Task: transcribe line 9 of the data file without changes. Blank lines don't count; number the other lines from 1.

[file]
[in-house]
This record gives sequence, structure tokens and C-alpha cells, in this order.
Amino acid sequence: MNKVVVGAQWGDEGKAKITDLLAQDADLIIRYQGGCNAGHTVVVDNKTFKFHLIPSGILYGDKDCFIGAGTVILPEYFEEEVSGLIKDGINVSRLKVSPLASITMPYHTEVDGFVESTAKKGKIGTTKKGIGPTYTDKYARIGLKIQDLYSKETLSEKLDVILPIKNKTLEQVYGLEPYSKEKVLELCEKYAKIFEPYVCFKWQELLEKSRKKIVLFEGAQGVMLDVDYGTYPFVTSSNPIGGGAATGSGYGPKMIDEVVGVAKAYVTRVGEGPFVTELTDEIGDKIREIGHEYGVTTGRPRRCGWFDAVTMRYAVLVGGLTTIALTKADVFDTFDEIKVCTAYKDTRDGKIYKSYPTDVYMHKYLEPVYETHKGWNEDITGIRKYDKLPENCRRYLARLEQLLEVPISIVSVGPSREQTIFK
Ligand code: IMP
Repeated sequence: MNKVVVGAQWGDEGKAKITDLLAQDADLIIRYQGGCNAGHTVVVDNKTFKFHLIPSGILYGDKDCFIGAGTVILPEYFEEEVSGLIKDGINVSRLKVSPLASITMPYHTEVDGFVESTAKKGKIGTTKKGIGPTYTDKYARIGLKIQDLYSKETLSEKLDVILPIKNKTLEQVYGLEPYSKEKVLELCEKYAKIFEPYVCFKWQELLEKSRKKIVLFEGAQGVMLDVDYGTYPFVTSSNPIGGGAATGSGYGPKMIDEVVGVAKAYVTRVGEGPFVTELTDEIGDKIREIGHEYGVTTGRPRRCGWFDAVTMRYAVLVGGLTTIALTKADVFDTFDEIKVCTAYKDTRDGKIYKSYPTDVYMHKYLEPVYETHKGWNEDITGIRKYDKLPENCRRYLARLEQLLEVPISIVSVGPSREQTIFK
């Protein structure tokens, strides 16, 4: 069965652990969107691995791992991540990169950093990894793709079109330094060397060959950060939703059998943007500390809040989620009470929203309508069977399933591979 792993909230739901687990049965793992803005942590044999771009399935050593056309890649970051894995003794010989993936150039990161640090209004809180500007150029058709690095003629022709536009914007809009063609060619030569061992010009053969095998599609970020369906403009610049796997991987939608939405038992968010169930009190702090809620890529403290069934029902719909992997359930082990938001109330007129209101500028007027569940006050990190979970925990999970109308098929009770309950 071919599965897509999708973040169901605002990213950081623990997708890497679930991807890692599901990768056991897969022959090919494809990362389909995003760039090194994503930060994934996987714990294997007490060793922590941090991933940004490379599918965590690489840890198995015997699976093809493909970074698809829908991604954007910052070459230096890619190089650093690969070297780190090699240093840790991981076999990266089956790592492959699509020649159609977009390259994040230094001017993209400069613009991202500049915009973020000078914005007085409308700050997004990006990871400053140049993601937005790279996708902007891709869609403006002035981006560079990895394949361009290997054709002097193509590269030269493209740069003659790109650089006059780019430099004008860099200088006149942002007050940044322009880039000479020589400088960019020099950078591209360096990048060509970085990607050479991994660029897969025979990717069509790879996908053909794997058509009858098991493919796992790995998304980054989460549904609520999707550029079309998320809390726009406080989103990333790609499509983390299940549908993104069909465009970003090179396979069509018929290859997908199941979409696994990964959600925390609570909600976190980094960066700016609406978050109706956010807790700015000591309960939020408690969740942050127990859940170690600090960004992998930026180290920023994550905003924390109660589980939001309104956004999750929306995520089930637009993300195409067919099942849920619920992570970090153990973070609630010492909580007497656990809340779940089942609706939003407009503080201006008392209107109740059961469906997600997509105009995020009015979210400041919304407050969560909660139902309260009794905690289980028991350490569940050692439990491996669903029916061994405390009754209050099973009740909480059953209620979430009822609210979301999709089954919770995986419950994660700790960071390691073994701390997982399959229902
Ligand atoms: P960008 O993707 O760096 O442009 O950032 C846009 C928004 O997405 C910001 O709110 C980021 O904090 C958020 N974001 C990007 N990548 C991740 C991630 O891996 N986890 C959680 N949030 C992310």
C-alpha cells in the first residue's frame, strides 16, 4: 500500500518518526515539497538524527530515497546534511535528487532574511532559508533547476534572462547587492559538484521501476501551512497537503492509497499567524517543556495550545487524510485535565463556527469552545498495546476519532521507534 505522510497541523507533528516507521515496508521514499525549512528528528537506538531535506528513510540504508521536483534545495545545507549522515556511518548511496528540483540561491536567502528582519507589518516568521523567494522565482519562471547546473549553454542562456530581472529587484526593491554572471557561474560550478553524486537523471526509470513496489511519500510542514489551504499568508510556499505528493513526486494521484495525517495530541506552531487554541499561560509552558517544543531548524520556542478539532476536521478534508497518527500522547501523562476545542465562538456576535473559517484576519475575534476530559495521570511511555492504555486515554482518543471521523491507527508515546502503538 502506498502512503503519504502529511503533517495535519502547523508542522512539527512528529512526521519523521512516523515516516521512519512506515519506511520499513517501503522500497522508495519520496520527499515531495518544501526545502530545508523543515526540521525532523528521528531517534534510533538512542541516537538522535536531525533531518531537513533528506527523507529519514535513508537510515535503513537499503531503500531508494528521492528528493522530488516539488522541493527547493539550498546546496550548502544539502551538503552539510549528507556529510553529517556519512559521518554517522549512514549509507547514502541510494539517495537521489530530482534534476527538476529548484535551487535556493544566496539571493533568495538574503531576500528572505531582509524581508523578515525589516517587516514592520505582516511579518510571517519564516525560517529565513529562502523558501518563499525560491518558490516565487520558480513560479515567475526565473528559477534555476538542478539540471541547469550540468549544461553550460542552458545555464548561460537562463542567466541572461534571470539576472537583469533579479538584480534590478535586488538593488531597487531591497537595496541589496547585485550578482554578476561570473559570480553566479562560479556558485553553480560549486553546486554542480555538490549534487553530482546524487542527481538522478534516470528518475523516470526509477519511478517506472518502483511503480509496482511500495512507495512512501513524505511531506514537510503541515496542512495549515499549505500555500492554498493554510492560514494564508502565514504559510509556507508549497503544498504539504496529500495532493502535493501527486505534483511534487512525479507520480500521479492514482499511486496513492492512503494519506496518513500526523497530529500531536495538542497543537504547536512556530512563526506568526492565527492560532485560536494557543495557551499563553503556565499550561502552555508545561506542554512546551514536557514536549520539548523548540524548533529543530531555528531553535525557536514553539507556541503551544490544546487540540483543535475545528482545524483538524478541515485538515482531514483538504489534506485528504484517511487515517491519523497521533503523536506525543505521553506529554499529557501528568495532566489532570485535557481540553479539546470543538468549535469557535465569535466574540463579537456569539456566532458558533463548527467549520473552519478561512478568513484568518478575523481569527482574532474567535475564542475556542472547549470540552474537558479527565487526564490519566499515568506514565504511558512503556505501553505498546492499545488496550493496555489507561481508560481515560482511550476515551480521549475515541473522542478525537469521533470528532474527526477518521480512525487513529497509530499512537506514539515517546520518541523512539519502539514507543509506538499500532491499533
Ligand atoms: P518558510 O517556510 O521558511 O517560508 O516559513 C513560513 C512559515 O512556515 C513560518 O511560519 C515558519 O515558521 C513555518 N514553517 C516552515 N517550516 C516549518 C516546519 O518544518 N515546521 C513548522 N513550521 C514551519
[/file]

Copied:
Ligand atoms: P518558510 O517556510 O521558511 O517560508 O516559513 C513560513 C512559515 O512556515 C513560518 O511560519 C515558519 O515558521 C513555518 N514553517 C516552515 N517550516 C516549518 C516546519 O518544518 N515546521 C513548522 N513550521 C514551519